We're all about meaning & community here, but because of massive work commitments I wasn't able to make it to the San Diego Comic Con, where costumes are a standard way of expressing one's identity.
Though let's face it--posting pictures of cosplay is pretty much a convention cliche. Fortunately that's not the only way it's done in the community, so to mark the occasion here are several notable comic & cartoon tombstones!
Richard Morrissey, legendary comics historian & letter column denizen (thanks Michael!):
Mel Blanc, the voice of Bugs Bunny (among countless others!):
Alfred Harvey, founder of Harvey Comics, publisher of Casper the Friendly Ghost:
Mark Gruenwald, comic book writer, who was cremated & had his ashes mixed in the ink for the first edition of his collected series Squadron Supreme--a copy of which was a standard part of my law school classes on corporate life & personal identity!
Marvel made comics history today by announcing that it had secured the rights to Mick Anglo's Marvelman, the character that formed the basis of the landmark MiracleMan series that has long been caught in a legal thicket.
I don't have time to write more on this right now, but here are my thoughts in a nutshell:
Fawcett stopped publishing Captain Marvel because the character allegedly infringed on the Superman copyright.
The Marvelman created and owned by Mick Anglo was arguably just a transparent knockoff of Captain Marvel, with a few surface details changed but still a visibly derivative work.
Theoretically, DC could claim that Marvel's Marvelman infringes both the Superman & Captain Marvel copyrights.
For that matter, so could the heirs of Superman's co-creator Jerry Siegel, who now own 50% of the copyright in the Superman material in Action Comics #1.
UPDATE: I've been thinking about this from two perspectives--a viable claim vs. one that would be a lock to win. As we've seen plenty of times, you don't need the latter to take something off the market.
This has been a rather interesting hypothetical to kick around, especially given the extra complication that the vast majority of Fawcett Captain Marvel comics don't appear to have had their copyright renewed--at least they don't seem to show up in a quick search of Stanford's online renewal database.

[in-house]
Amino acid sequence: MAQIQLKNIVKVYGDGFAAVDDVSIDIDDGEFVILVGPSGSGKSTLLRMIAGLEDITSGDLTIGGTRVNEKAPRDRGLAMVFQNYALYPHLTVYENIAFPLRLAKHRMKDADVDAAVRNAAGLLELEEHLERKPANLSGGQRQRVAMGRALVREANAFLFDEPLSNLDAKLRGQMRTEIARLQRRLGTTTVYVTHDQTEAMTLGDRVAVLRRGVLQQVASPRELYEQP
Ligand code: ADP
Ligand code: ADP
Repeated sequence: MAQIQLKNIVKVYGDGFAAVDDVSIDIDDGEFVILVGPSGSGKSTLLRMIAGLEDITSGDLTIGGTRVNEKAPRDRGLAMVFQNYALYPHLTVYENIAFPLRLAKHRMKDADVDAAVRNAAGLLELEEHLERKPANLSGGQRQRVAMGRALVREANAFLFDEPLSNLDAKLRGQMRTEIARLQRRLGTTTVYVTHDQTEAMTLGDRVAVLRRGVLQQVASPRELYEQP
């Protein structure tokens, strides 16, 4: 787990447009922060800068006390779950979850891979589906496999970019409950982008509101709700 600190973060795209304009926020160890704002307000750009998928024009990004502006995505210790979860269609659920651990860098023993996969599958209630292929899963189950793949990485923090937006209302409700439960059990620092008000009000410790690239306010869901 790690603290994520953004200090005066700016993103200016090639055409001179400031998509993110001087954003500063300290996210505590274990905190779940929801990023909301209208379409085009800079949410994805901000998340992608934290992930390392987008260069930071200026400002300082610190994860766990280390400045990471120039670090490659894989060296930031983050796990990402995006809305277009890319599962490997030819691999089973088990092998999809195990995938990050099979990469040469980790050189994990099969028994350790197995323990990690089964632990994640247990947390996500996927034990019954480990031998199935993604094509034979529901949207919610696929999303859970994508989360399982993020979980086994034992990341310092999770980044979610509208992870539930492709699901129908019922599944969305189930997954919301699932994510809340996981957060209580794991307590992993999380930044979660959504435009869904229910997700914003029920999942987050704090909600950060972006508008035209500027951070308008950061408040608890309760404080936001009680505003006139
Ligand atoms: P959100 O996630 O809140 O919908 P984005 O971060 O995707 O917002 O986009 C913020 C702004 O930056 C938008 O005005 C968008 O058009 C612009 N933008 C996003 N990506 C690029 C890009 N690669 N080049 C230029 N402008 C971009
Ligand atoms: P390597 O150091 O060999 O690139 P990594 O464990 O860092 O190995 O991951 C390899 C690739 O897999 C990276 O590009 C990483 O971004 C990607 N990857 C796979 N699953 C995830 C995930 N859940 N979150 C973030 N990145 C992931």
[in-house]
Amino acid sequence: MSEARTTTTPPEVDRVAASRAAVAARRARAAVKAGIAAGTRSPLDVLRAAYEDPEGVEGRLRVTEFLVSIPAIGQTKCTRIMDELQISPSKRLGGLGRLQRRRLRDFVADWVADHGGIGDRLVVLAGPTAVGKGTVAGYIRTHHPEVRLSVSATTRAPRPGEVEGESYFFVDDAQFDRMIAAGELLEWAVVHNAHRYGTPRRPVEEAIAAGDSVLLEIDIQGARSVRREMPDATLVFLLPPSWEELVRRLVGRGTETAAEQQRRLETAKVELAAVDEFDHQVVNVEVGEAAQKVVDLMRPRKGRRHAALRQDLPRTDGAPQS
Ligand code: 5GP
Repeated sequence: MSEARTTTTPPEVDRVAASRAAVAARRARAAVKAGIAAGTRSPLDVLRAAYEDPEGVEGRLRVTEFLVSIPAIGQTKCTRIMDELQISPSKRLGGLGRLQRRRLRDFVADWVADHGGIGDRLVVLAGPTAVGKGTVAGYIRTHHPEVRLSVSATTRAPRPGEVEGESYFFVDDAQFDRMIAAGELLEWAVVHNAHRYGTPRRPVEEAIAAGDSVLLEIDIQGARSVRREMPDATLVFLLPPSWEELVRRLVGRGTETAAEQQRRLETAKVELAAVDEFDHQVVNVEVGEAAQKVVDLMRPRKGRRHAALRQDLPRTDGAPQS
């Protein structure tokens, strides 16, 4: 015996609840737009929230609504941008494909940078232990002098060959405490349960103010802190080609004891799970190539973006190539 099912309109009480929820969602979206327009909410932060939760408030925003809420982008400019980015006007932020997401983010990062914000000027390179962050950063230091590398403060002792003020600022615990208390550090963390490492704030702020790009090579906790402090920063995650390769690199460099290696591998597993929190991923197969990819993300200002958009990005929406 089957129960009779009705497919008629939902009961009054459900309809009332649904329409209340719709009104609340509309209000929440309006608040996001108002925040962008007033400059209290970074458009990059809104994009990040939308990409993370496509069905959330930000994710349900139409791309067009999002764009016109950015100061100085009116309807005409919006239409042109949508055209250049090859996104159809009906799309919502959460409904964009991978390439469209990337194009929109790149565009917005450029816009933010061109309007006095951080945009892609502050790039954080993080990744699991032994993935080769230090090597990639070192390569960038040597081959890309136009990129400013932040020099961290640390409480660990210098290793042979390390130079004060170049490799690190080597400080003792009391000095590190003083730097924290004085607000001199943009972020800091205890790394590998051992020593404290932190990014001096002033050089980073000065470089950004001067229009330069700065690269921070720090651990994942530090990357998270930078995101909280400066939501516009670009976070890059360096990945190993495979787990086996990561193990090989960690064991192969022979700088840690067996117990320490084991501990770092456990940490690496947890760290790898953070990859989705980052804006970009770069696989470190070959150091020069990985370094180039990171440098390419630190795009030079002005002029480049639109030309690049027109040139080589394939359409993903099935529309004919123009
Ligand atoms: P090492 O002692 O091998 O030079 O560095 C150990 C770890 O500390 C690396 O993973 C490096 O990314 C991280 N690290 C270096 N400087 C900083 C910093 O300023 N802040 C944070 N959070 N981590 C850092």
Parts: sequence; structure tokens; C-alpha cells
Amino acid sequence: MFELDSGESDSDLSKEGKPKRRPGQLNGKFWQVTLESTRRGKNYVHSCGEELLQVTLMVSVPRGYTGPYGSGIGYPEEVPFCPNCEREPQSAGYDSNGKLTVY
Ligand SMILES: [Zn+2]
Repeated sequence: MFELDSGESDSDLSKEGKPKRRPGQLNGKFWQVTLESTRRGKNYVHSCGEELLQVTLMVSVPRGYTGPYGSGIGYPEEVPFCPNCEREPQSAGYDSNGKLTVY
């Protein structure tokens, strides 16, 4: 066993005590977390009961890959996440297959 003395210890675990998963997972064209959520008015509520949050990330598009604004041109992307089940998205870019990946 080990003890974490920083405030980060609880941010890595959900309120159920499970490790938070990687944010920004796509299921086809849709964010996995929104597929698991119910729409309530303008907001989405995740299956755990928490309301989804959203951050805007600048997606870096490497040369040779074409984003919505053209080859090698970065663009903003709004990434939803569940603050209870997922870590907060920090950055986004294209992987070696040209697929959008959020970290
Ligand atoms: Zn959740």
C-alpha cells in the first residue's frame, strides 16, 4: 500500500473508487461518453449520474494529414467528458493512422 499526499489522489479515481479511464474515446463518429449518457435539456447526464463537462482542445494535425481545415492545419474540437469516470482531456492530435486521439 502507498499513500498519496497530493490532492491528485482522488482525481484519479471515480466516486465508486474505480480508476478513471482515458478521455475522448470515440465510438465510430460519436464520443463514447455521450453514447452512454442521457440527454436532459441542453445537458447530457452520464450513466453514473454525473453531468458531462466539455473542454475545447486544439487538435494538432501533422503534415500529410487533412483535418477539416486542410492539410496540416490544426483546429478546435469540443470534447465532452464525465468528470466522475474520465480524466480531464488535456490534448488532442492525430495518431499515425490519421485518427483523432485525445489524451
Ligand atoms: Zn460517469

What could that mean? Well, were a court to conclude that the comics are in the public domain and that Captain Marvel doesn't infringe on Superman, a lawsuit by DC or the Siegels would fail--at least in regard to Superman.
Things would also get interesting in regard to DC's Captain Marvel properties, whose copyright protection would arguably extend only to new material added to what was in the public domain. Besides limiting any potential claims re Marvelman, there's also an argument here that DC's reported purchase of the Captain Marvel character from Fawcett is worth as much as, say, licensing Hamlet from the Globe Theater--i.e., nothin'.
If--and again, I haven't gone to the Copyright Office personally to confirm, so it's a big if--Captain Marvel & the Marvel Family are indeed in the public domain, it's arguably legal for anyone to create derivative works so long as they don't infringe on registered trademarks & viable copyrights owned by DC & Marvel.
On the other hand, judging on the case record, there is an argument to be made that Captain Marvel infringes on the DC/Siegel Superman copyright, so all the public domain issue may be moot.